The Abraham Accords

December 11, 2020 • Volume 30, Issue 44
Will they transform the Middle East?
By Jonathan Broder


Israel's normalization of ties with the United Arab Emirates, Bahrain and Sudan shatters the status quo in which Arab states withheld recognition of Israel until it allowed creation of an independent Palestinian state in the West Bank and Gaza. The U.S.-brokered agreement is excellent news for the signatories. Security cooperation and coordination regarding Iran — a country that all the parties to the agreements view as a threat — will increase. And officials anticipate around $500 million in deals and investments annually through the marriage of Gulf Arab petrodollars and Israel's scientific and technological expertise. But the deals leave the Palestinians in the cold, with few options. They are hoping for more sympathetic treatment from the incoming Biden administration. But President-elect Joe Biden first must tackle America's COVID-19 and economic crises before investing the time and political capital needed to revive the Middle East peace process. Meanwhile, Saudi Arabia and other Arab countries are waiting to see how the normalization agreements function before signing on.

Photo of Vice President Pence, President Trump and adviser Jared Kushner announcing an agreement between Israel and Bahrain. (Getty Images/Anna Moneymaker)
President Trump announces an agreement between Israel and Bahrain to establish diplomatic relations on Sept. 11, 2020. Trump made the announcement in the Oval Office, flanked by Vice President Mike Pence (left) and Trump's son-in-law and Middle East adviser, Jared Kushner. (Getty Images/Anna Moneymaker)
ISSUE TRACKER for Related Reports
Israel, Palestine, and Middle East Peace
Dec. 11, 2020  The Abraham Accords
Apr. 13, 2018  The Israeli-Palestinian Conflict
Mar. 09, 2018  Saudi Arabia's Uncertain Future
Jun. 21, 2013  Israeli-Palestinian Conflict
May 2009  Middle East Peace Prospects
Oct. 27, 2006  Middle East Tensions Updated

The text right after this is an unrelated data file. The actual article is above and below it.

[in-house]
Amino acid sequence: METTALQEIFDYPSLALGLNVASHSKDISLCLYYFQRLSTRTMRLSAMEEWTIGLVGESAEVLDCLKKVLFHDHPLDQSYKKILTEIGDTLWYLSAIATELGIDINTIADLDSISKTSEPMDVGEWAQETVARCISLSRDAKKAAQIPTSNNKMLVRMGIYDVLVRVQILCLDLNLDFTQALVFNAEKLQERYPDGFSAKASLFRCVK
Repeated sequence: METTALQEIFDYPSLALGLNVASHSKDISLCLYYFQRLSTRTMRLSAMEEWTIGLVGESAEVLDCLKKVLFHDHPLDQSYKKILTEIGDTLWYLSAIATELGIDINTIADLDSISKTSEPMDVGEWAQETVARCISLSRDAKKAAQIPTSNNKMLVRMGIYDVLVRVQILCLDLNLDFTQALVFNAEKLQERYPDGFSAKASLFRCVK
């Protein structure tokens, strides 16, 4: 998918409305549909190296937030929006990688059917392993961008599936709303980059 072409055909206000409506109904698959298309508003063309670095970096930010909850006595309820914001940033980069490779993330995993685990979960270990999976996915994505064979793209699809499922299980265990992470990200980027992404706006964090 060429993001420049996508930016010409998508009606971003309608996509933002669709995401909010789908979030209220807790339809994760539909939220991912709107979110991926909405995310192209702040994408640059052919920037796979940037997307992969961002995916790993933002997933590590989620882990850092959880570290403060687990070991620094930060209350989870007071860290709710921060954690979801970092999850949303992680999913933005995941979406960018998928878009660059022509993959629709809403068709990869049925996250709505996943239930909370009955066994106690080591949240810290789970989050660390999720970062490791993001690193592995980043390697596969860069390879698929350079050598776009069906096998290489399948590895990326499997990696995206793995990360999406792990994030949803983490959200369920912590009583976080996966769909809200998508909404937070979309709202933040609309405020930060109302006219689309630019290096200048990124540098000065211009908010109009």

Jan. 21, 2005  Middle East Peace
Aug. 30, 2002  Prospects for Mideast Peace
Apr. 06, 2001  Middle East Conflict
Mar. 06, 1998  Israel At 50
Aug. 30, 1991  The Palestinians
Oct. 19, 1990  The Elusive Search for Arab Unity
Feb. 24, 1989  Egypt's Strategic Mideast Role
Apr. 15, 1988  Israel's 40-Year Quandary
Mar. 02, 1984  American Involvement in Lebanon
Nov. 12, 1982  Reagan's Mideast Peace Initiative
Apr. 23, 1982  Egypt After Sadat
Jan. 04, 1980  Divided Lebanon
Jul. 20, 1979  West Bank Negotiations
Dec. 01, 1978  Middle East Transition
Jan. 13, 1978  Saudi Arabia's Backstage Diplomacy
Oct. 29, 1976  Arab Disunity
May 16, 1975  Middle East Diplomacy
Sep. 13, 1974  Palestinian Question
Dec. 12, 1973  Middle East Reappraisal
Apr. 25, 1973  Israeli Society After 25 Years
Aug. 19, 1970  American Policy in the Middle East
Apr. 25, 1969  Arab Guerrillas
Aug. 02, 1967  Israeli Prospects
Jul. 06, 1966  Middle East Enmities
Apr. 14, 1965  Relations with Nasser
Aug. 17, 1960  Arab-Israeli Deadlock
May 27, 1959  Middle East Instability
Jun. 04, 1958  Nasser and Arab Unity
Oct. 02, 1957  Soviet Threat in Middle East
Sep. 18, 1956  Suez Dispute and Strategic Waterways
May 09, 1956  Middle East Commitments
Apr. 13, 1955  Middle East Conflicts
Mar. 31, 1954  Security in the Mideast
Oct. 23, 1952  Israel and the Arab States
Jan. 30, 1952  Egyptian Crisis and Middle East Defense
Mar. 17, 1948  Palestine Crisis
Feb. 18, 1946  Soviet Russia and the Middle East
Alliances and Security Agreements
Arms Control and Disarmament
Congress Actions
Diplomacy and Diplomats
Exports and Imports
Global Issues
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International Law and Agreements
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Lobbying and Special Interests
Middle East Conflicts
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Powers and History of the Presidency
Regional Political Affairs: Middle East and South Asia
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Travel and Tourism
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